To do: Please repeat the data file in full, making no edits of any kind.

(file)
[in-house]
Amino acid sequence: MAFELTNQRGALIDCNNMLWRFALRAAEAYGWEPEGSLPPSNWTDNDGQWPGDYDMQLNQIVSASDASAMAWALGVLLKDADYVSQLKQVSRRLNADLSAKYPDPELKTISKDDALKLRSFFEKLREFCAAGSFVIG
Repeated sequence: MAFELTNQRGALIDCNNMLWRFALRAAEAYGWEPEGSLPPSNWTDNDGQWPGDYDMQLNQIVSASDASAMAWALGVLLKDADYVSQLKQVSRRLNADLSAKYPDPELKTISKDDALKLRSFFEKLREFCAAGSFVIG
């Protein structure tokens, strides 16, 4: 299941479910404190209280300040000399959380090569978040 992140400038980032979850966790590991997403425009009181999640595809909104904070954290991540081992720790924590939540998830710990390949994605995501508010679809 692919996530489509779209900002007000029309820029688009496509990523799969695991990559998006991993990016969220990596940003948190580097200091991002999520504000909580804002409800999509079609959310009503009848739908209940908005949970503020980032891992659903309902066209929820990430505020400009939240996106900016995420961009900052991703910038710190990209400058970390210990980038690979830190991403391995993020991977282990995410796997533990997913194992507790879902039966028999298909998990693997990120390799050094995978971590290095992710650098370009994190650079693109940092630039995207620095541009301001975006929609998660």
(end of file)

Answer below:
[in-house]
Amino acid sequence: MAFELTNQRGALIDCNNMLWRFALRAAEAYGWEPEGSLPPSNWTDNDGQWPGDYDMQLNQIVSASDASAMAWALGVLLKDADYVSQLKQVSRRLNADLSAKYPDPELKTISKDDALKLRSFFEKLREFCAAGSFVIG
Repeated sequence: MAFELTNQRGALIDCNNMLWRFALRAAEAYGWEPEGSLPPSNWTDNDGQWPGDYDMQLNQIVSASDASAMAWALGVLLKDADYVSQLKQVSRRLNADLSAKYPDPELKTISKDDALKLRSFFEKLREFCAAGSFVIG
């Protein structure tokens, strides 16, 4: 299941479910404190209280300040000399959380090569978040 992140400038980032979850966790590991997403425009009181999640595809909104904070954290991540081992720790924590939540998830710990390949994605995501508010679809 692919996530489509779209900002007000029309820029688009496509990523799969695991990559998006991993990016969220990596940003948190580097200091991002999520504000909580804002409800999509079609959310009503009848739908209940908005949970503020980032891992659903309902066209929820990430505020400009939240996106900016995420961009900052991703910038710190990209400058970390210990980038690979830190991403391995993020991977282990995410796997533990997913194992507790879902039966028999298909998990693997990120390799050094995978971590290095992710650098370009994190650079693109940092630039995207620095541009301001975006929609998660």